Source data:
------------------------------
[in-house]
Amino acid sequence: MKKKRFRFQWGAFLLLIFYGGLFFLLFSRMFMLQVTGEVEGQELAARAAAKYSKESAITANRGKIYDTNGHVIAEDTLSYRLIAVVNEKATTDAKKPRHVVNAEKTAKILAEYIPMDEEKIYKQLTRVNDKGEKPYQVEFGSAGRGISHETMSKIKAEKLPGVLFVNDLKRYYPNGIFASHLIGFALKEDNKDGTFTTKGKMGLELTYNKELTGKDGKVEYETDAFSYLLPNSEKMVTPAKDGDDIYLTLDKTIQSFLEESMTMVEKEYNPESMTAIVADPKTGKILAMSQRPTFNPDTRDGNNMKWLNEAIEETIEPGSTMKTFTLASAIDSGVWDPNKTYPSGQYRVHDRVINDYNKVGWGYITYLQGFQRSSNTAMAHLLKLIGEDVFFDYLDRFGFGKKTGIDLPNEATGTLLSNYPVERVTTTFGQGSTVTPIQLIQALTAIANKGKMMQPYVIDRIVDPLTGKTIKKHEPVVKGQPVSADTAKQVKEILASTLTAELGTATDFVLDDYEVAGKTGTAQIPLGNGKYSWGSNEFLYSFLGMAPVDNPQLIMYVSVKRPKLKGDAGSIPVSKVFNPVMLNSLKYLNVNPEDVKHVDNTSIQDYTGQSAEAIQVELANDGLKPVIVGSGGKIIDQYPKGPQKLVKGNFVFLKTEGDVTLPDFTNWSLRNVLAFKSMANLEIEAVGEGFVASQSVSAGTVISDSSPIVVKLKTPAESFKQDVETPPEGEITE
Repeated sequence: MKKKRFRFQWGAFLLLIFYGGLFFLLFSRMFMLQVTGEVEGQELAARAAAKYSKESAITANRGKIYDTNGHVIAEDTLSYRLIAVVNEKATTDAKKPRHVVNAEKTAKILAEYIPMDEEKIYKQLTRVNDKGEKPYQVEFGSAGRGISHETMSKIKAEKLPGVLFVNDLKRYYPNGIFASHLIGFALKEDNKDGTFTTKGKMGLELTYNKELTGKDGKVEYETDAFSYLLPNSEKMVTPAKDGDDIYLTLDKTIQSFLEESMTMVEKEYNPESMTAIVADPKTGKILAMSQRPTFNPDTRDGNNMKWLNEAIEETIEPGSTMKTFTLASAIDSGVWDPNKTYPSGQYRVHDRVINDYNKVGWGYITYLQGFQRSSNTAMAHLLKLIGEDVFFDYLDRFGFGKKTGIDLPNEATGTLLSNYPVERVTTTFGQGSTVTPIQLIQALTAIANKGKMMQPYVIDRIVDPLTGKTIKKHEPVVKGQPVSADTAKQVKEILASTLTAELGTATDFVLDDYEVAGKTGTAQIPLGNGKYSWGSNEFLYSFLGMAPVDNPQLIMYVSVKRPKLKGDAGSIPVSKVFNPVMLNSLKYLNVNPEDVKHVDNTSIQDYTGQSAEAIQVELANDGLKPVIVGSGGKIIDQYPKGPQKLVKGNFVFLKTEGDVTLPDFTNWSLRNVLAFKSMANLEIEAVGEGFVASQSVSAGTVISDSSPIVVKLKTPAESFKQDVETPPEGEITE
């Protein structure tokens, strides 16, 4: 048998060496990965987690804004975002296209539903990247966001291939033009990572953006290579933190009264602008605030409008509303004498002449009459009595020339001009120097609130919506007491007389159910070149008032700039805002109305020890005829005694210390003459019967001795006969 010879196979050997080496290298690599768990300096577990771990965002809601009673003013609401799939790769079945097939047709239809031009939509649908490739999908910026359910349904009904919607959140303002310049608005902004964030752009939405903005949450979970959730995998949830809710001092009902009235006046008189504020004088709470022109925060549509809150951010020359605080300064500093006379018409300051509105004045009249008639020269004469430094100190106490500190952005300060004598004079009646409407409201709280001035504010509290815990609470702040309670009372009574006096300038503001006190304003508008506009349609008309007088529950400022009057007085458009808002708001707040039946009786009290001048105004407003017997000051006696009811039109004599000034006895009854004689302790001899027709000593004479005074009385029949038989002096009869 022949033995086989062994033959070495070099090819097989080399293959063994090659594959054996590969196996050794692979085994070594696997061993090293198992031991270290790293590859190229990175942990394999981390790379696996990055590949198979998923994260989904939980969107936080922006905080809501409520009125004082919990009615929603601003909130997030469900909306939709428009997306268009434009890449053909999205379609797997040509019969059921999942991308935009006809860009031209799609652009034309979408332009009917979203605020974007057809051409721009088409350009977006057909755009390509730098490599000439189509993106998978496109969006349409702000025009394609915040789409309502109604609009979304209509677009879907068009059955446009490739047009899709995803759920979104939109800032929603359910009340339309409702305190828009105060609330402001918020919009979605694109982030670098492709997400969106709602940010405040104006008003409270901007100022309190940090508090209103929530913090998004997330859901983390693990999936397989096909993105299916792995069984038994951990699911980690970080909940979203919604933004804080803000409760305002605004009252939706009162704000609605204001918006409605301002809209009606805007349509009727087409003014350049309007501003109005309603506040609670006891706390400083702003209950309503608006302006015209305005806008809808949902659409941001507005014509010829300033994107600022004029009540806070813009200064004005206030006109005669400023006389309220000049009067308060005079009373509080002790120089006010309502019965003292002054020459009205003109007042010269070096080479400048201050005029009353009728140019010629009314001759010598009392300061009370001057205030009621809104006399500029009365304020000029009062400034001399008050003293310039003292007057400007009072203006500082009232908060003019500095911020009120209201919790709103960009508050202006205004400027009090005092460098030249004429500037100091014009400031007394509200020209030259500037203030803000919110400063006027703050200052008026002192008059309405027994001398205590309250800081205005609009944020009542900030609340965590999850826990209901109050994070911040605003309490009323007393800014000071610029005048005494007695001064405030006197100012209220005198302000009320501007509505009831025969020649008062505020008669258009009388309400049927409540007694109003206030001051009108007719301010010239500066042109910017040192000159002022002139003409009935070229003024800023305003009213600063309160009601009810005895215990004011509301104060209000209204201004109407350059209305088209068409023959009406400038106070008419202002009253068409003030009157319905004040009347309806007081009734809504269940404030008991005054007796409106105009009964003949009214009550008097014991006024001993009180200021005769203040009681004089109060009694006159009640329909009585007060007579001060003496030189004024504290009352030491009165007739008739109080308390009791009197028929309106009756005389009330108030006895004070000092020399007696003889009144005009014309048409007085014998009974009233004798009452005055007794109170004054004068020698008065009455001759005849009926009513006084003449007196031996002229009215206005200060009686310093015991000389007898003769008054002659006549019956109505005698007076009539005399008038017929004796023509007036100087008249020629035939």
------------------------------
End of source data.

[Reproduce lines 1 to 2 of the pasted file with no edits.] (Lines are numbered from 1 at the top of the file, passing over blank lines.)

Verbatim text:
[in-house]
Amino acid sequence: MKKKRFRFQWGAFLLLIFYGGLFFLLFSRMFMLQVTGEVEGQELAARAAAKYSKESAITANRGKIYDTNGHVIAEDTLSYRLIAVVNEKATTDAKKPRHVVNAEKTAKILAEYIPMDEEKIYKQLTRVNDKGEKPYQVEFGSAGRGISHETMSKIKAEKLPGVLFVNDLKRYYPNGIFASHLIGFALKEDNKDGTFTTKGKMGLELTYNKELTGKDGKVEYETDAFSYLLPNSEKMVTPAKDGDDIYLTLDKTIQSFLEESMTMVEKEYNPESMTAIVADPKTGKILAMSQRPTFNPDTRDGNNMKWLNEAIEETIEPGSTMKTFTLASAIDSGVWDPNKTYPSGQYRVHDRVINDYNKVGWGYITYLQGFQRSSNTAMAHLLKLIGEDVFFDYLDRFGFGKKTGIDLPNEATGTLLSNYPVERVTTTFGQGSTVTPIQLIQALTAIANKGKMMQPYVIDRIVDPLTGKTIKKHEPVVKGQPVSADTAKQVKEILASTLTAELGTATDFVLDDYEVAGKTGTAQIPLGNGKYSWGSNEFLYSFLGMAPVDNPQLIMYVSVKRPKLKGDAGSIPVSKVFNPVMLNSLKYLNVNPEDVKHVDNTSIQDYTGQSAEAIQVELANDGLKPVIVGSGGKIIDQYPKGPQKLVKGNFVFLKTEGDVTLPDFTNWSLRNVLAFKSMANLEIEAVGEGFVASQSVSAGTVISDSSPIVVKLKTPAESFKQDVETPPEGEITE